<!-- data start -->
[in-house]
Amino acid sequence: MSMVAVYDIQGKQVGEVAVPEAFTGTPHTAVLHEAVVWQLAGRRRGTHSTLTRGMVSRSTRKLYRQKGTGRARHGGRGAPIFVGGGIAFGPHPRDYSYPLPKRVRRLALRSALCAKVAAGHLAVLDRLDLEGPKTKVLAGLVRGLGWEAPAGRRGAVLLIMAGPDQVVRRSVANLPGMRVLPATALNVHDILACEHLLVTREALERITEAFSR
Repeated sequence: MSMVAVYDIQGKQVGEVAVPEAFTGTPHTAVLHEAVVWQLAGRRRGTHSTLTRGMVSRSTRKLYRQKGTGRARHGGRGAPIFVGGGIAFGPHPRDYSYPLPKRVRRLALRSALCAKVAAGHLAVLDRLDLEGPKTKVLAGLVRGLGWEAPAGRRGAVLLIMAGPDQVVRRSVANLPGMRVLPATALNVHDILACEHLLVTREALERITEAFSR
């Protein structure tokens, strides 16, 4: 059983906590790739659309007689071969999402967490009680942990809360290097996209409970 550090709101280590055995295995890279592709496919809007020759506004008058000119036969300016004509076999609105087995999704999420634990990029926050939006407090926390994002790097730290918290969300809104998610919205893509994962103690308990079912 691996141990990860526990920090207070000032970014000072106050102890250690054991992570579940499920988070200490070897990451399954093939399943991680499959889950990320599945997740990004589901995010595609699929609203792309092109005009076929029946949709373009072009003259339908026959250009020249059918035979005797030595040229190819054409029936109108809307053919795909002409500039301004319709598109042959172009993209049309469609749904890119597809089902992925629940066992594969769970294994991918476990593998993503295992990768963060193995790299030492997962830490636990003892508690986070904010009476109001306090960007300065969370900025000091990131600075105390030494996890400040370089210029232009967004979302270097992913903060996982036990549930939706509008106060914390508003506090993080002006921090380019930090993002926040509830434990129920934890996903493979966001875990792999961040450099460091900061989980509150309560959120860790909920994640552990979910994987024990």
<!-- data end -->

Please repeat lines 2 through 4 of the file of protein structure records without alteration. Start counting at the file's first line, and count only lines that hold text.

Amino acid sequence: MSMVAVYDIQGKQVGEVAVPEAFTGTPHTAVLHEAVVWQLAGRRRGTHSTLTRGMVSRSTRKLYRQKGTGRARHGGRGAPIFVGGGIAFGPHPRDYSYPLPKRVRRLALRSALCAKVAAGHLAVLDRLDLEGPKTKVLAGLVRGLGWEAPAGRRGAVLLIMAGPDQVVRRSVANLPGMRVLPATALNVHDILACEHLLVTREALERITEAFSR
Repeated sequence: MSMVAVYDIQGKQVGEVAVPEAFTGTPHTAVLHEAVVWQLAGRRRGTHSTLTRGMVSRSTRKLYRQKGTGRARHGGRGAPIFVGGGIAFGPHPRDYSYPLPKRVRRLALRSALCAKVAAGHLAVLDRLDLEGPKTKVLAGLVRGLGWEAPAGRRGAVLLIMAGPDQVVRRSVANLPGMRVLPATALNVHDILACEHLLVTREALERITEAFSR
């Protein structure tokens, strides 16, 4: 059983906590790739659309007689071969999402967490009680942990809360290097996209409970 550090709101280590055995295995890279592709496919809007020759506004008058000119036969300016004509076999609105087995999704999420634990990029926050939006407090926390994002790097730290918290969300809104998610919205893509994962103690308990079912 691996141990990860526990920090207070000032970014000072106050102890250690054991992570579940499920988070200490070897990451399954093939399943991680499959889950990320599945997740990004589901995010595609699929609203792309092109005009076929029946949709373009072009003259339908026959250009020249059918035979005797030595040229190819054409029936109108809307053919795909002409500039301004319709598109042959172009993209049309469609749904890119597809089902992925629940066992594969769970294994991918476990593998993503295992990768963060193995790299030492997962830490636990003892508690986070904010009476109001306090960007300065969370900025000091990131600075105390030494996890400040370089210029232009967004979302270097992913903060996982036990549930939706509008106060914390508003506090993080002006921090380019930090993002926040509830434990129920934890996903493979966001875990792999961040450099460091900061989980509150309560959120860790909920994640552990979910994987024990």